Every Tuesday, PHT will remember a hockey video game, preferably one less obvious than the “Swingers”-immortalized “NHL 94.” Due to technological limitations (anyone have a SNES or Sega Genesis lying around, along with working cartridges?), many reviews will lean closer to recollections. Either way, hopefully these are fun — and maybe inspire people to scour a flea market or two when it becomes safe to do so.

Let’s take a walk down Unreliable Memory Lane for a moment.

It’s Christmas, probably in 1999, but — if I’m being honest — maybe 2000. As any spoiled hockey fan, I asked for EA Sports’ NHL 2000 for Playstation. Instead, what I got was … NHL Championship 2000?

“What is this strange game with Mike Modano on the cover?” I probably asked myself, while sweeping even-worse-than-quarantined hair from my pimply teenage face. On the outside, there was approval for the gift, but on the inside … grumbles.

And yet … it was good! At least, that’s how I remember it.

[Video games not enough? “Hockey Week in America” might provide your hockey fix.]

To be honest, when a weekly video game review/recollection idea surfaced, I wondered if “That Fox Mike Modano game” was an outright hallucination. After all, life tends to zap memories, even if we’re not all experiencing elaborate flashbacks like “The Dude.”

But, no, the game existed. Hurrah. It’s even available used, with amusing Amazon reviews and all.

Enjoy this shot of the front cover for NHL Championship 2000, via that listing:

NHL Championship 2000 front
via Fox Sports Interactive/Amazon

But it’s really the back cover that could bring back a flood of nostalgia for gaming nerds like me of a certain age:

NHL Championship 2000 back
via Fox Sports Interactive/Amazon

Magically, there’s gameplay footage on Youtube, as you can see in the video embedded above this post’s headline.

NHL Championship 2000 received solid reviews

Yes, it is indeed tempting to mock “Sports Games. FOX Attitude.” Yet, the long-departed Fox Interactive might respond, “Where’s the lie?”

The game incorporated the Fox NHL theme very nicely, including that hockey stick by way of “Spoonman” percussion. Such integration was ahead of its time even then, as modern NHL games continue to aim at TV-like presentation, sometimes with as many missed shots as top-shelf productions.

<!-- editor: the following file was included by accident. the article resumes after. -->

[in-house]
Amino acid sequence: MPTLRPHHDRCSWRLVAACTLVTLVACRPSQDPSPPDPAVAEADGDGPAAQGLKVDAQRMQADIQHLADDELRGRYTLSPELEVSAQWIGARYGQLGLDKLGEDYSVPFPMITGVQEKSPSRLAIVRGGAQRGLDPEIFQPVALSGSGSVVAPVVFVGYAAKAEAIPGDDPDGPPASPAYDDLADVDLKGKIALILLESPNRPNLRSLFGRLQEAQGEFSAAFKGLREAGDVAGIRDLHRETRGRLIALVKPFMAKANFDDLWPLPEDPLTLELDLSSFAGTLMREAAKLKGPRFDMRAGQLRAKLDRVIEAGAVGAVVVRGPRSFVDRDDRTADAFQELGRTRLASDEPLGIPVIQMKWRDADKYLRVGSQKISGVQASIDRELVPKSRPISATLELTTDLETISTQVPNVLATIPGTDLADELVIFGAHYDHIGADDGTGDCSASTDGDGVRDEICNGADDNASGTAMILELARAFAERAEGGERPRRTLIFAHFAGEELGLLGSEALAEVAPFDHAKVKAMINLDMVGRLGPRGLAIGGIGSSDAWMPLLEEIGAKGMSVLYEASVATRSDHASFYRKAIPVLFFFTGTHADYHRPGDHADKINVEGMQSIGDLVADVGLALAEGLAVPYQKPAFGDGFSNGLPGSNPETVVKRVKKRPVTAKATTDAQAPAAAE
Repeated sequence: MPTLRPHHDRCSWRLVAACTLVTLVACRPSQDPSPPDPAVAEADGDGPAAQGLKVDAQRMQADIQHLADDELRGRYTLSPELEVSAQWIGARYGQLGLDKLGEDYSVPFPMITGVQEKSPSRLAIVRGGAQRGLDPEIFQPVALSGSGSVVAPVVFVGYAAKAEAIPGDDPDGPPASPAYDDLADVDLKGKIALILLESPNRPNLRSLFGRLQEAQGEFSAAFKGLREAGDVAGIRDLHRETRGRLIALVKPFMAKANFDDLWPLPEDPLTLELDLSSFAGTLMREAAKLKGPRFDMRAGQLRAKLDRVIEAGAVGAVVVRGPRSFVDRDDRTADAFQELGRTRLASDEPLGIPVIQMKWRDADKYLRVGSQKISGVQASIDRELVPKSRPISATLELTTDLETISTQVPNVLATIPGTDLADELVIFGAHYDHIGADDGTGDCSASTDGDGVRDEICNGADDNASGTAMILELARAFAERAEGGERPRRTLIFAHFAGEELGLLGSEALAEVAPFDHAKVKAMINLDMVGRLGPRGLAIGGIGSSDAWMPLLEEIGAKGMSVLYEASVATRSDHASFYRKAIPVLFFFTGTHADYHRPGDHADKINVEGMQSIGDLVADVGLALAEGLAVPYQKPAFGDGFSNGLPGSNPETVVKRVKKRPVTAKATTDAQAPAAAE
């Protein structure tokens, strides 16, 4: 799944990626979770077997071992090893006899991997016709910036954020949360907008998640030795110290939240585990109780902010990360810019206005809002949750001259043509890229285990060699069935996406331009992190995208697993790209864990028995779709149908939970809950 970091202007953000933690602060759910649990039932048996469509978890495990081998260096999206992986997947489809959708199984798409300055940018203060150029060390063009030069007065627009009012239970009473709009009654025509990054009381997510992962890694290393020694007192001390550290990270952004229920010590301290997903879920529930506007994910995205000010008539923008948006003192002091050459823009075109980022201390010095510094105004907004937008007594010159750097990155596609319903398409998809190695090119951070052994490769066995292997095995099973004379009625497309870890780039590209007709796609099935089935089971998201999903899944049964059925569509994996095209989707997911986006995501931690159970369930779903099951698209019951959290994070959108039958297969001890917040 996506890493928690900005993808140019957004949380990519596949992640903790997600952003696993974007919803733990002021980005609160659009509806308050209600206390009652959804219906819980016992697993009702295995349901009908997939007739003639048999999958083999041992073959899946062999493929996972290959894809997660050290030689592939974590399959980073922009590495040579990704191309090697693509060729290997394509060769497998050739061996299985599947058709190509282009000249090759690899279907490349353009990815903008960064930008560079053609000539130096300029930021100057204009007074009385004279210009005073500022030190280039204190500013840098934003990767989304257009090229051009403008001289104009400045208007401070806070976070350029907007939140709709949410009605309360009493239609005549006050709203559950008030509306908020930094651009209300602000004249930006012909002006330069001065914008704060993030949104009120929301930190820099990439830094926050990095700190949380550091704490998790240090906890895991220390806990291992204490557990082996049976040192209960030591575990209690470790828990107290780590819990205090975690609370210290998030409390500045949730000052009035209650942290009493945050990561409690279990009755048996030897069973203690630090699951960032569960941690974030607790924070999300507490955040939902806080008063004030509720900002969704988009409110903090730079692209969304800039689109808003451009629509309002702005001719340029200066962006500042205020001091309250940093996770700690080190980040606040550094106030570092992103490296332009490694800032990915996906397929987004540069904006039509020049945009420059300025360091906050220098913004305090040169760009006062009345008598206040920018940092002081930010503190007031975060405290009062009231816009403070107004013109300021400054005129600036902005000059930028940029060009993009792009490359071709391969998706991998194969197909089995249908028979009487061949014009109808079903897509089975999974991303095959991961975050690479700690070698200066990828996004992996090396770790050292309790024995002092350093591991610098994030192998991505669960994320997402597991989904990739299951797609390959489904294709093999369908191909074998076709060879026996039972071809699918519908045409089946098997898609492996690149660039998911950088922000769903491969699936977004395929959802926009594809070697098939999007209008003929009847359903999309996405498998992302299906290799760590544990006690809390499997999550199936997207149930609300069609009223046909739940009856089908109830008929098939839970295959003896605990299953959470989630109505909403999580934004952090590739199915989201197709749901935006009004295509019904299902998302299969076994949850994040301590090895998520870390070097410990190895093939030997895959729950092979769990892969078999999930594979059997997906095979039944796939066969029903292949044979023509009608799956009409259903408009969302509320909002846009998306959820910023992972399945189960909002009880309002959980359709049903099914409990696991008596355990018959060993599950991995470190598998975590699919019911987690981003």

I must say, after watching some gameplay footage, the game looked surprisingly solid. Primitive video game reviews back that up to a decent degree, too.

This IGN review is jarring at times (“the eloquent Terry Bradshaw” is something you should try to drop into casual conversation), but it backs up my memories that NHL Championship 2000 was surprisingly good. That review also notes a relic of that era: multiple NHL-licensed video games … in the same year.

This is the third hockey game I’ve played for the 2000 season. At one point, I thought nothing would top EA Sports’ NHL 2000, but Fox Sports Interactive has come through in the clutch. My expectations for this game were lower than imaginable. I mean, this is the same company that brought us College Hoops 99, one of the worst games ever developed for the N64. All biases aside, they have undoubtedly created an amazing product for the PS.

As far as I can tell, the NHL Championship series was a one-and-done affair with the 2000 edition. It’s possible that a different NHL game series adapted its engine, but I couldn’t find any information to back that up. (There’s not a ton out there on “Fox Sports Interactive,” in general.)

[Keith Jones isn’t passing his time with video games. Larry David movies, though? You bet.]

Bygone era of multiple licensed NHL video games

These days, video gaming hockey fans don’t have a ton to choose from. EA’s series (most recently NHL 20) can be a little derisive, but I’ve found that it generally crosses some of the boxes. At minimum, it hasn’t been a disaster like, say, pro wrestling video games.

The NHL2K series enjoyed quite the run during the Playstation2/Original Xbox era, but never really countered the NHL series’ institution of “The Skill Stick.” NHL2K11 was the last game in the series, while NHL2K10 was the last one that appeared on contemporary platforms. (NHL 2K11 was on Wii and IOS).

Since then, it’s been EA’s NHL games or something off the beaten path, such as “Super Blood Hockey.”

Perhaps another wave of hockey video games will come that will parallel NHL Championship 2000 and those feelings of “Was there really a game with Mike Modano on the cover?” As it stands, it seems most likely that such times will remain distant memories, like glow pucks.

Hey, some memories are better than others.

James O’Brien is a writer for Pro Hockey Talk on NBC Sports. Drop him a line at phtblog@nbcsports.com or follow him on Twitter @cyclelikesedins.

 





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